5. There are no orientation-reversing roots

In this section, we will prove that has no orientation-reversing roots, and that roots of cannot be conjugate by orientation-reversing homeomorphisms. Consequently, Theorem 1.1 classifies all roots of in the homeomorphism group, up to conjugacy.

Proposition 5.1.

Let be an orientation-reversing homeomorphism of with isotopic to for some . Then .

Proof.

As in the proof of Theorem 1.1, we write and change by isotopy so that restricts to a homeomorphism of finite order on for some annulus neighborhood of . On , is orientation-reversing and has finite order on .

Suppose first that preserves the components of . Then reverses orientation on each component, so is a reflection of period . It follows that has order , and for some coordinates on as , is isotopic to a homeomorphism of the form . Therefore is isotopic to the identity on , so .

Suppose now that interchanges the components of . Since is orientation-reversing and has finite order on , there are coordinates on as so that . Let be the homeomorphism of defined by . Then is isotopic relative to to for some power . Since is isotopic to relative to , and must be even, is isotopic to the identity, that is, . ∎

We note also that no two roots of can be conjugate by an orientation-reversing homeomorphism. For if and are roots and with orientation-reversing, then . But conjugation of a left-handed Dehn twist by an orientation-reversing homeomorphism produces a right-handed Dehn twist.

6. Roots of

Theorem 1.1 gives some information about the roots of powers of , that is, the fractional powers of . A tuple like a data set except that condition (iii) is replaced by the condition that produces a root of of degree . The only difference in the construction is that the rotation angles at and are of the form and , and the twisting on the annulus is through an angle rather than . Thus the data set for which yields a root of of degree . Of course we know from Corollary 1.2 that does not have a square root. The data set gives a cube root of .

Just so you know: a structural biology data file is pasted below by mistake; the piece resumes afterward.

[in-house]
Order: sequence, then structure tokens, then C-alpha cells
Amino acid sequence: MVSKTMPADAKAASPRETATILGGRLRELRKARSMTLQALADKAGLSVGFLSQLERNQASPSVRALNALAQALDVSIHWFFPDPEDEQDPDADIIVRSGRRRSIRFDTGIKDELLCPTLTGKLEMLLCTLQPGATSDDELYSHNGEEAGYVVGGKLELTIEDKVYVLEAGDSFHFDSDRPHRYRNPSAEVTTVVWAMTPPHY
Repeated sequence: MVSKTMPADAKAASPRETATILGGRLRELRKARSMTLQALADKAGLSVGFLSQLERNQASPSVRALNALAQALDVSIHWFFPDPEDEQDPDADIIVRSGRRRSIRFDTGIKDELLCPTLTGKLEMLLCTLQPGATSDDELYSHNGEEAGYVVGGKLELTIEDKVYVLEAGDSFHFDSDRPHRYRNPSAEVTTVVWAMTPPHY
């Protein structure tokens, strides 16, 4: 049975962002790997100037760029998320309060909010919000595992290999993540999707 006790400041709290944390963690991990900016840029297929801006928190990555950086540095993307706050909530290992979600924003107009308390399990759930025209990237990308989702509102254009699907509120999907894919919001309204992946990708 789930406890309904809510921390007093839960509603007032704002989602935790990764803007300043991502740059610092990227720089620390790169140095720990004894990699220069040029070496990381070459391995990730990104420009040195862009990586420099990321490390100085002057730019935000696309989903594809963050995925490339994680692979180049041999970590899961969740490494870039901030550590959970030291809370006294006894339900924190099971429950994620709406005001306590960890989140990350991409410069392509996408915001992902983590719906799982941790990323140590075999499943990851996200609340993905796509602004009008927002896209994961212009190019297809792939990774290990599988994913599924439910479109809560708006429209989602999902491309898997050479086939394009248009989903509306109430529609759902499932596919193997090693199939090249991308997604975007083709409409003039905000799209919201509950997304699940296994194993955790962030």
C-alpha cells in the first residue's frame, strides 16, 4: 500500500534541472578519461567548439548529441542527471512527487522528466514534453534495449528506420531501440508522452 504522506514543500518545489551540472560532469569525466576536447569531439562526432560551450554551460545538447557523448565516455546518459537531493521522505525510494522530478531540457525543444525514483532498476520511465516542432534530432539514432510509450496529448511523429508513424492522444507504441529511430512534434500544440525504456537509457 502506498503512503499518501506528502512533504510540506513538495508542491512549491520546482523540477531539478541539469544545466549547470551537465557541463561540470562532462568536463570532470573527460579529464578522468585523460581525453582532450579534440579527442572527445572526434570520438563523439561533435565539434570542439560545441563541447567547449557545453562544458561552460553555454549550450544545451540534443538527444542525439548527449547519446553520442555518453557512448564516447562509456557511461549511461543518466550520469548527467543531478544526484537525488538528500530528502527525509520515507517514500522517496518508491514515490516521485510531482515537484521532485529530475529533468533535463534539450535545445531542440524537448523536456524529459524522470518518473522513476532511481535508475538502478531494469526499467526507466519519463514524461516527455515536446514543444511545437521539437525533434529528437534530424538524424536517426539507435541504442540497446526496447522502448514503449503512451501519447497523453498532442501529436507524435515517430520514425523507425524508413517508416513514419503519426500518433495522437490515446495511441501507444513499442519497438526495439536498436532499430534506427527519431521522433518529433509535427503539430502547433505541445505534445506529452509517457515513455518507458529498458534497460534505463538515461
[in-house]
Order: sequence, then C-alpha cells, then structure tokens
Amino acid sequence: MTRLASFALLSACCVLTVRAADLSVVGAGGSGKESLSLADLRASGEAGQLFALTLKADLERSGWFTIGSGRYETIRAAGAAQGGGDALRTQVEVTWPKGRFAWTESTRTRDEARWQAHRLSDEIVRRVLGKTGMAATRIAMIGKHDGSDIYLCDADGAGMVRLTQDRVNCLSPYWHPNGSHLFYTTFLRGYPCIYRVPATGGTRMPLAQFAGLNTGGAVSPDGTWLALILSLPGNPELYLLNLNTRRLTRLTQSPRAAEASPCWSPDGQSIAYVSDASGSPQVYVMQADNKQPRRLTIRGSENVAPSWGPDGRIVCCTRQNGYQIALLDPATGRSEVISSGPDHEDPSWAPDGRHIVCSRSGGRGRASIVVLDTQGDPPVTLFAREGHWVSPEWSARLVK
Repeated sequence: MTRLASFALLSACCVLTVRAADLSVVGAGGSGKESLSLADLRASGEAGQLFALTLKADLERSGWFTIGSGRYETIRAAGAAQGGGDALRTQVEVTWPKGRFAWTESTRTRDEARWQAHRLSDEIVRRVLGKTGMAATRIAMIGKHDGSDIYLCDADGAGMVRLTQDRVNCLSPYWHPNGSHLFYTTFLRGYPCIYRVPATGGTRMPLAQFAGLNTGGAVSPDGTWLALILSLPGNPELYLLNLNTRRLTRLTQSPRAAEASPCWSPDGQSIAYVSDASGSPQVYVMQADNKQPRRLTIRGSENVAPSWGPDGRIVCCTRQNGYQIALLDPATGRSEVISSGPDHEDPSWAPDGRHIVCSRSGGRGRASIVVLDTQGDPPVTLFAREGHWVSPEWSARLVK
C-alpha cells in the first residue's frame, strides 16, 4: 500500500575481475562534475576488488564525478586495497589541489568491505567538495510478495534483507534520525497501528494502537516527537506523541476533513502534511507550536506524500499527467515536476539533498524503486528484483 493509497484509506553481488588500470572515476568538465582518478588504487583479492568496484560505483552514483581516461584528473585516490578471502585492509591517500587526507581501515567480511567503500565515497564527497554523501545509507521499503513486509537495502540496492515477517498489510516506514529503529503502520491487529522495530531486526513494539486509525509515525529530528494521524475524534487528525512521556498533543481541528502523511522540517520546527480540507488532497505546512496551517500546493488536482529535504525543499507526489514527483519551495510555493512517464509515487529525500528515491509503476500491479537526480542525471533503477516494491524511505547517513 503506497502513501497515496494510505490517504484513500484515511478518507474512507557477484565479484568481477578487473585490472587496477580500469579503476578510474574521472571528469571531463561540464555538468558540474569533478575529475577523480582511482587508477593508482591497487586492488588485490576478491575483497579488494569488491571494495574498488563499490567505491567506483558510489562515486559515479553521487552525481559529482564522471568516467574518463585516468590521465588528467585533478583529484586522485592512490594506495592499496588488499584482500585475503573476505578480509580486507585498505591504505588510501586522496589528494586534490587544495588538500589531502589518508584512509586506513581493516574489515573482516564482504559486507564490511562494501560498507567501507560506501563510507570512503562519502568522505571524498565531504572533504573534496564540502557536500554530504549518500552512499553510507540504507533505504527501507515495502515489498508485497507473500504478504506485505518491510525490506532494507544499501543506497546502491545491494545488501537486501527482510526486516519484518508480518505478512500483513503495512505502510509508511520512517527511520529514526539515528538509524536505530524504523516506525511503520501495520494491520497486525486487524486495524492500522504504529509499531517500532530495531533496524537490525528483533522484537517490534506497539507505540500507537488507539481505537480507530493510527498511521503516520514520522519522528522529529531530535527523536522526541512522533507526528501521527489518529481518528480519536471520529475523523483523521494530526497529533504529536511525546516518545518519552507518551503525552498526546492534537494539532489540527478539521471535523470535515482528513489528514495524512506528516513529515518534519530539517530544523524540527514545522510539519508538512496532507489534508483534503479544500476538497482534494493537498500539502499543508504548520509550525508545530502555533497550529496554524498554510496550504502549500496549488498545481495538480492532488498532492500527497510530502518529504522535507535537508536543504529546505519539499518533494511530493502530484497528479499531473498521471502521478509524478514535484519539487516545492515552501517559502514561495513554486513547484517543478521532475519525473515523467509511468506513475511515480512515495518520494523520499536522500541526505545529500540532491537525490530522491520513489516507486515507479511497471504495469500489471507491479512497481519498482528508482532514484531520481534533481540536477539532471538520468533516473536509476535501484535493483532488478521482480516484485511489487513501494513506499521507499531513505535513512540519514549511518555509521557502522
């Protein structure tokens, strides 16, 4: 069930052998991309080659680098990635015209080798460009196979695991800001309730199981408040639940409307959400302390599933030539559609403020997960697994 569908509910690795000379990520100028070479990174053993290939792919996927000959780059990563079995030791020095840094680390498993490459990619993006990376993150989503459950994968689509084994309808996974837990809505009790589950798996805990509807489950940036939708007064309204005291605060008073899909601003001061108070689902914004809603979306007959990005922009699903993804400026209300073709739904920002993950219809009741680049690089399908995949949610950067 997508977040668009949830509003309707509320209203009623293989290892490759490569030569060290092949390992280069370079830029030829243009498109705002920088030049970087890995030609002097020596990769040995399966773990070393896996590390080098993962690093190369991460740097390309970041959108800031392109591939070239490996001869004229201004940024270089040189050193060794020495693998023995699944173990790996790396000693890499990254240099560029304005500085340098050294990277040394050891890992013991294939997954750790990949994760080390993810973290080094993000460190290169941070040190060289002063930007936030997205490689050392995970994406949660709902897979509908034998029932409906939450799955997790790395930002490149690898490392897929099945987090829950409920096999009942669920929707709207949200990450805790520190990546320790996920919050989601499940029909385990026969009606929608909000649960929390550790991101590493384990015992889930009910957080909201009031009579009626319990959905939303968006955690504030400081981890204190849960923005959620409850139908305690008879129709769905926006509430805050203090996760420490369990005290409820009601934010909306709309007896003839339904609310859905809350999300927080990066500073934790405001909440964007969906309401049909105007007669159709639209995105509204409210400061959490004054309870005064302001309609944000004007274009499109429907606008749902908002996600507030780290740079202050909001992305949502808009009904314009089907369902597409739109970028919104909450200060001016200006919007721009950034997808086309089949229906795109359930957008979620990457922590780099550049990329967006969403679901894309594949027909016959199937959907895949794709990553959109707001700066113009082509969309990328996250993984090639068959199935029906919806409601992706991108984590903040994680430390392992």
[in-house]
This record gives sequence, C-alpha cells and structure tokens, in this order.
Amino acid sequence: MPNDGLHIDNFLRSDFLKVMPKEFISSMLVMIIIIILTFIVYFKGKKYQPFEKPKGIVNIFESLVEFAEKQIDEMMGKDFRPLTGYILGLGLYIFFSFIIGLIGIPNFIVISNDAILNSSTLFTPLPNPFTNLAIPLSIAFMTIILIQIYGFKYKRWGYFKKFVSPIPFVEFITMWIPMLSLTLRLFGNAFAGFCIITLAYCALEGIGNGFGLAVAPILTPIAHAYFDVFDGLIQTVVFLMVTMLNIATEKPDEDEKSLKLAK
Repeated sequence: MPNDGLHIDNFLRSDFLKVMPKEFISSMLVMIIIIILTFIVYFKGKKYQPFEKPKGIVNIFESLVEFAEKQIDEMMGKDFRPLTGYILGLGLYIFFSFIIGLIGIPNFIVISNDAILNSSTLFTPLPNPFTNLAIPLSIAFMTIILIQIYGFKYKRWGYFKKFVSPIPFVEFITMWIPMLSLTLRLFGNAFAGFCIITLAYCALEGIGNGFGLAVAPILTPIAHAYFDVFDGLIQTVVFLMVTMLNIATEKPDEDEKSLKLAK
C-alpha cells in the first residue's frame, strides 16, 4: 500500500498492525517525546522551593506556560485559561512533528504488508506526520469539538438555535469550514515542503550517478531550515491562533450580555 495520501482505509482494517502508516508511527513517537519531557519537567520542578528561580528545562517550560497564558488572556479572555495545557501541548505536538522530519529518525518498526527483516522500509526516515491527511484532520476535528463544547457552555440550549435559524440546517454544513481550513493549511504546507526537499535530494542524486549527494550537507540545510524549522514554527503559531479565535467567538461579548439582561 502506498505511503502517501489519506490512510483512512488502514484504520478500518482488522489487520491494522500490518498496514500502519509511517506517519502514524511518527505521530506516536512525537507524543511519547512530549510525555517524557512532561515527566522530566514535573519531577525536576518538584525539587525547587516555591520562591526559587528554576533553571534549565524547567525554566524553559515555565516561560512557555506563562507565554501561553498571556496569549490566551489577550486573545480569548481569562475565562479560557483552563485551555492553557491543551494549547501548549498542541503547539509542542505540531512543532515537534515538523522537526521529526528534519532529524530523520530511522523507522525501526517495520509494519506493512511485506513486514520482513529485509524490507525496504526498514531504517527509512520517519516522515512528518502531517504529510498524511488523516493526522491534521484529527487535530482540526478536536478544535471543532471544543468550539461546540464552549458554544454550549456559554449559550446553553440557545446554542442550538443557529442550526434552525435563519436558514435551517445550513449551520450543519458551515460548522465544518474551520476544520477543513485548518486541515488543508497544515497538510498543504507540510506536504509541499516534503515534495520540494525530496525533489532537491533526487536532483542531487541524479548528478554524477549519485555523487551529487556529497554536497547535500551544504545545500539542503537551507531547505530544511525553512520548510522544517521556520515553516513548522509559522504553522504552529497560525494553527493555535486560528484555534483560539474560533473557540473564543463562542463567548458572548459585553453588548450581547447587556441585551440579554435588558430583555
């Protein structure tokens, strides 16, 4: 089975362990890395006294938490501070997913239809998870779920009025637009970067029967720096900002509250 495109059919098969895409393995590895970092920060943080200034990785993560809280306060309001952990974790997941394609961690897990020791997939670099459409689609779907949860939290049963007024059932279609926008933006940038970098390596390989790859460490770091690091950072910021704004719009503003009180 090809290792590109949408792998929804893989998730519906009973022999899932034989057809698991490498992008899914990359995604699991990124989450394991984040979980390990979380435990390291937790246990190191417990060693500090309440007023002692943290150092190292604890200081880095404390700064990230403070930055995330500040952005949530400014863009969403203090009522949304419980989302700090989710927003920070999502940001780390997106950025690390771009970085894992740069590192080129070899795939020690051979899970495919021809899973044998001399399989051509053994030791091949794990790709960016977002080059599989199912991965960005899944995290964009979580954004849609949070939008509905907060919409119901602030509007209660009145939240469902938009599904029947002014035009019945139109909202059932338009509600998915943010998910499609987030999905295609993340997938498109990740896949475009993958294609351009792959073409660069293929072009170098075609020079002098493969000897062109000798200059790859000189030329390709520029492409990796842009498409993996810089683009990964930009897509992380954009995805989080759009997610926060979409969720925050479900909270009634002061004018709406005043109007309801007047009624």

There are some complications, however. If and are not relatively prime, then a root of degree of might be a power of a root of a smaller power of of lower degree, and then the action on in the proof of Theorem 1.1 will not be effective. More interesting is the fact that roots of may exchange the sides of , requiring a different kind of quotient orbifold to be analyzed.

7. An elementary lemma

In Section 4 we needed an elementary number-theoretic fact, Lemma 7.1. We are grateful to Ralf Schmidt for providing us with a much better proof than our original one.

Lemma 7.1.

Let , be relatively prime positive integers, and let be a finite set of primes. If , assume that and are not both odd. Then there exist integers and so that and neither nor is divisible by any prime in .

Proof.

Choose and with , so that for all integers . We seek a so that and are nonzero for each .

For each odd , if any , then . So there is a unique such that exactly when . Similarly, if any , then such are those with for a unique . Since , there are choices of so that if , then neither nor . If , then we may assume that is even and and hence are odd, and we take equal to or